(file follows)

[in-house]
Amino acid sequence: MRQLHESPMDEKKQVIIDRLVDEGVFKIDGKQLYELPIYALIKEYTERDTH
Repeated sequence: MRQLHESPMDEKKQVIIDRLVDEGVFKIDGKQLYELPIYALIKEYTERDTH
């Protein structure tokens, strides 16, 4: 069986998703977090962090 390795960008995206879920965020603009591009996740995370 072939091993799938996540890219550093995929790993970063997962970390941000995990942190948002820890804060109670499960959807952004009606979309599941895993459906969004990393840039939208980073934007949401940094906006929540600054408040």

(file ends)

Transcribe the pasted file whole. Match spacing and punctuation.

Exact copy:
[in-house]
Amino acid sequence: MRQLHESPMDEKKQVIIDRLVDEGVFKIDGKQLYELPIYALIKEYTERDTH
Repeated sequence: MRQLHESPMDEKKQVIIDRLVDEGVFKIDGKQLYELPIYALIKEYTERDTH
């Protein structure tokens, strides 16, 4: 069986998703977090962090 390795960008995206879920965020603009591009996740995370 072939091993799938996540890219550093995929790993970063997962970390941000995990942190948002820890804060109670499960959807952004009606979309599941895993459906969004990393840039939208980073934007949401940094906006929540600054408040």